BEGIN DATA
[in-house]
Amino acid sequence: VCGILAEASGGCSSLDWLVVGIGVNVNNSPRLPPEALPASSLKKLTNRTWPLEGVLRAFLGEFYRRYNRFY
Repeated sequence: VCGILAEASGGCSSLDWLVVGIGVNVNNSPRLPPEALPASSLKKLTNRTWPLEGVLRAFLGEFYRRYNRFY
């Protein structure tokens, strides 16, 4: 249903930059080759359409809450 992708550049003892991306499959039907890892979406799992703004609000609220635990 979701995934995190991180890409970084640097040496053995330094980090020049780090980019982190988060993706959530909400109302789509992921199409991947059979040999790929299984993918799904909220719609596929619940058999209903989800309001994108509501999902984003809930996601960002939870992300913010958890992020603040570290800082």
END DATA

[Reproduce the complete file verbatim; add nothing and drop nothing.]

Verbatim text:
[in-house]
Amino acid sequence: VCGILAEASGGCSSLDWLVVGIGVNVNNSPRLPPEALPASSLKKLTNRTWPLEGVLRAFLGEFYRRYNRFY
Repeated sequence: VCGILAEASGGCSSLDWLVVGIGVNVNNSPRLPPEALPASSLKKLTNRTWPLEGVLRAFLGEFYRRYNRFY
């Protein structure tokens, strides 16, 4: 249903930059080759359409809450 992708550049003892991306499959039907890892979406799992703004609000609220635990 979701995934995190991180890409970084640097040496053995330094980090020049780090980019982190988060993706959530909400109302789509992921199409991947059979040999790929299984993918799904909220719609596929619940058999209903989800309001994108509501999902984003809930996601960002939870992300913010958890992020603040570290800082």